TSVP Talk "Language Use in Humans and Machines" by Raquel Fernandez
Title: Language Use in Humans and Machines
Abstract: Our ability to understand and produce language is one of humans’ most impressive skills. We use language to exchange information, talk about the world, coordinate our actions, and establish rapport, among a myriad of other things. Computational Linguistics is a branch of Artificial Intelligence that makes use of machine learning methods to study human language and build computational models for automatic natural language processing. How can theories from linguistics and cognitive science inform AI models? And what can we learn about our own linguistic skills from such artificial systems? In this lecture, I will present some of our recent research using foundation models: self-supervised models trained on large quantities of data at scale. In the first part, I will focus on large language models (foundation models trained only on text) and show how they can be used to predict and explain human reading times and utterance acceptability judgements. In the second part, I will consider language-and-vision foundation models trained on text plus images; I will evaluate the representations learned by these models against human linguistic intuitions and sketch work in progress that aims to exploit such models to shed light on how the brain represents semantic knowledge across the linguistic and visual modalities.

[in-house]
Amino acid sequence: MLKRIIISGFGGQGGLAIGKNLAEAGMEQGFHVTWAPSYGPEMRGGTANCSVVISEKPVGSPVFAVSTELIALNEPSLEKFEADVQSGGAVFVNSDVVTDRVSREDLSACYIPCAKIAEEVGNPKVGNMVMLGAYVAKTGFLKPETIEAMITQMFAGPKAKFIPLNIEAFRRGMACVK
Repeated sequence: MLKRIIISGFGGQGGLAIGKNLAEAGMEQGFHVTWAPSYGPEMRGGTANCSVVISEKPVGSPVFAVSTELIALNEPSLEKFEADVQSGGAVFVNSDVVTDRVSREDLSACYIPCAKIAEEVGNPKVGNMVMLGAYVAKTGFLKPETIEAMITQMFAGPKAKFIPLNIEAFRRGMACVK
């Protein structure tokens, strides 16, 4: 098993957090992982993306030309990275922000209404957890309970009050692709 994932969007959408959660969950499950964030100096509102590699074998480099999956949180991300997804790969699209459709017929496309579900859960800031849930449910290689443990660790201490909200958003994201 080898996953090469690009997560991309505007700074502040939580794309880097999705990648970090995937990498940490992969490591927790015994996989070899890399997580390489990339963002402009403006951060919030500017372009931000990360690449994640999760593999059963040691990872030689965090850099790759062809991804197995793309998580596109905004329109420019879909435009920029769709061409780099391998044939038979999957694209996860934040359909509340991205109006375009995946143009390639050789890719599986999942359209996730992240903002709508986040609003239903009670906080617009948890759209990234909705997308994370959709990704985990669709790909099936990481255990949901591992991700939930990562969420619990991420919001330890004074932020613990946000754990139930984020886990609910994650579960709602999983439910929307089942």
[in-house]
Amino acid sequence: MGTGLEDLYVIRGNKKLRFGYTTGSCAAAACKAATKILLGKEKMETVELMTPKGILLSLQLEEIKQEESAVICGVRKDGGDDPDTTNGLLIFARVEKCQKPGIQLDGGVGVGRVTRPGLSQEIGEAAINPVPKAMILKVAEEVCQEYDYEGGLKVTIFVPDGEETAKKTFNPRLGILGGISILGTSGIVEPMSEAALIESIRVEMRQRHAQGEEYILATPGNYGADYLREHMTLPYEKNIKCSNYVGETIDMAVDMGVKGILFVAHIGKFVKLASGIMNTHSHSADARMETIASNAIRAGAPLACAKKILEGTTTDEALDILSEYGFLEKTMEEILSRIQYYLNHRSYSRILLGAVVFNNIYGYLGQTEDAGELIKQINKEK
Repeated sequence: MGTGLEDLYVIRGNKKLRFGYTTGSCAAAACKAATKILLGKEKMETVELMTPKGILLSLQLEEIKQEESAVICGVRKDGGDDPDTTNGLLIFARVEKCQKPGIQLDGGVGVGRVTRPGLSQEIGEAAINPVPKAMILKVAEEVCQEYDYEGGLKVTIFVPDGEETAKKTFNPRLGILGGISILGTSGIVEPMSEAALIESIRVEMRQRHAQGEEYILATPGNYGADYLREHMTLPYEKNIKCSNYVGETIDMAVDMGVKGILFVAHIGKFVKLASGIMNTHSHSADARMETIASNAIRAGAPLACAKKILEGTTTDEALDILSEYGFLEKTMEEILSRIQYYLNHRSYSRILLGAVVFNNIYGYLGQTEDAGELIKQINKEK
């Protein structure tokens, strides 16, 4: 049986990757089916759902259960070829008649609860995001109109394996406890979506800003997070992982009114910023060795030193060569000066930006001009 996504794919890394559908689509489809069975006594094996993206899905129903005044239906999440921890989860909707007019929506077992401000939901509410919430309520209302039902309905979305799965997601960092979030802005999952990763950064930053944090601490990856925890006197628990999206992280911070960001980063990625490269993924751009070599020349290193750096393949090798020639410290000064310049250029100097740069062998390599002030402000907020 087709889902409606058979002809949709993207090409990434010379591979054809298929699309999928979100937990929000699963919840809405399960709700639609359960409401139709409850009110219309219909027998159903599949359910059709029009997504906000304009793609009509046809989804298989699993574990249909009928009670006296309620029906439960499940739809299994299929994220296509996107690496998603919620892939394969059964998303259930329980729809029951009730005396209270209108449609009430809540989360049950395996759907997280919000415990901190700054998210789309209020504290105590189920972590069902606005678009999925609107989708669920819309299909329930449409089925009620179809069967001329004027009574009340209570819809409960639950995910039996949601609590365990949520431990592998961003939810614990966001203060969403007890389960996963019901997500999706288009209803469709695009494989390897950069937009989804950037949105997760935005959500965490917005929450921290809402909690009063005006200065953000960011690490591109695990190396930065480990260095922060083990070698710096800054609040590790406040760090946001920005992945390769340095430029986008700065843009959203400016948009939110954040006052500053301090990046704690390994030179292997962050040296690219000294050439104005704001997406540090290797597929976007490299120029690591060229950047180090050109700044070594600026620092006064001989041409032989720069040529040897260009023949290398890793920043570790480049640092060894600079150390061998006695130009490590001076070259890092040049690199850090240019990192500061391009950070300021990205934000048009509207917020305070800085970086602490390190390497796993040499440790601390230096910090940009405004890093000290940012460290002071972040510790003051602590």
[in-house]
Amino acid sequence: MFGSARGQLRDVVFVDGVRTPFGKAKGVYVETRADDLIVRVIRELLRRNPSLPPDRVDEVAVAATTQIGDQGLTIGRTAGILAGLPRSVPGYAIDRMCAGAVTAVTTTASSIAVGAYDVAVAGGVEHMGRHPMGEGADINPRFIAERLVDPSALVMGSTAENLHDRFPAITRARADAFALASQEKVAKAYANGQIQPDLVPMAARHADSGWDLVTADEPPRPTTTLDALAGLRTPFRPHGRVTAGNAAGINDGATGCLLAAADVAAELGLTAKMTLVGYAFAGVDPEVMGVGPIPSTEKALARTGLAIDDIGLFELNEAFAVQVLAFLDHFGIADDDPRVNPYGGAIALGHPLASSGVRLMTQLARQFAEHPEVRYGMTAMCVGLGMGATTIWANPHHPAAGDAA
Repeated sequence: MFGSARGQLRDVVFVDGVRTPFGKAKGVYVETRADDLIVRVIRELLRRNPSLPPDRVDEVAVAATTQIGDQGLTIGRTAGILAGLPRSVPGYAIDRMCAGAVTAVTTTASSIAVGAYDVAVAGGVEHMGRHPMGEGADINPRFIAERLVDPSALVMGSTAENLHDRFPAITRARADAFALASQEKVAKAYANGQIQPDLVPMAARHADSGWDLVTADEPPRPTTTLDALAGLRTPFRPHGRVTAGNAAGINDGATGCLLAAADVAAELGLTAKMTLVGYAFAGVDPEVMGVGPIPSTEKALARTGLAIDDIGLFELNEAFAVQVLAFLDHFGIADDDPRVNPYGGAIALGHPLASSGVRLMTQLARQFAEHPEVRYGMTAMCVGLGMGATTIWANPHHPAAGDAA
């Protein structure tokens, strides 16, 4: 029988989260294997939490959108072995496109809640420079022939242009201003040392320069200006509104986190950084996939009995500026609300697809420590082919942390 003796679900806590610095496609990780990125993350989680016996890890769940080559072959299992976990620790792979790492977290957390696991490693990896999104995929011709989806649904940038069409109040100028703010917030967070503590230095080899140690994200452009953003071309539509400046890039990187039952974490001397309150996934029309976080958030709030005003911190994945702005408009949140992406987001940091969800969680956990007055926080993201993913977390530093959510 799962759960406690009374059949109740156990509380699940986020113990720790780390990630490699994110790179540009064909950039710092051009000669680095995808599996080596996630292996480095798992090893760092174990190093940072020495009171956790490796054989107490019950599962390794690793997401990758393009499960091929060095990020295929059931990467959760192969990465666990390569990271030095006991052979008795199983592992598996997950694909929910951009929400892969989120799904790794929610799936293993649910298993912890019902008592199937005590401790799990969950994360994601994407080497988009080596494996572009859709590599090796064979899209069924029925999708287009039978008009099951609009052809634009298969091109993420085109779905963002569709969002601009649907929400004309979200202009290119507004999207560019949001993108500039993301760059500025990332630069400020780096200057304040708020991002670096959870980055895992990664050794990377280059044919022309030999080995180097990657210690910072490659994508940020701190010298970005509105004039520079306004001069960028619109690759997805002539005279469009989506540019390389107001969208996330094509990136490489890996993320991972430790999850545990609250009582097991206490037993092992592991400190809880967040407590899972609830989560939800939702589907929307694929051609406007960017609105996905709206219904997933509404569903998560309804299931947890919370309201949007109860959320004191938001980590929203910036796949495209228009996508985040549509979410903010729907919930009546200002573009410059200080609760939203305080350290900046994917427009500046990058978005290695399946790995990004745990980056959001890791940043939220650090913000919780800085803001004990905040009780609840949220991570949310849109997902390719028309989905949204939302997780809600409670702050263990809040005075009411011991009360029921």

Profile: Raquel Fernández is Professor of Computational Linguistics and Dialogue Systems at the Institute for Logic, Language and Computation, University of Amsterdam. She received her PhD from King's College London and before moving to Amsterdam held research positions at Stanford University and the University of Potsdam. She is currently the recipient of a European Research Council (ERC) Consolidator Grant. Raquel’s interests revolve around language use in interaction, conversational AI, language variability and change, and visually grounded language. Her research lab carries out work on these topics at the interface of cognitive science and artificial intelligence. Personal Website
Language: English, no interpretation.
Target audience: General audience / everyone at OIST and beyond.
Freely accessible to all OIST members and guests without registration.
This talk will also be broadcast online via Zoom:
Meeting ID: 964 7256 3222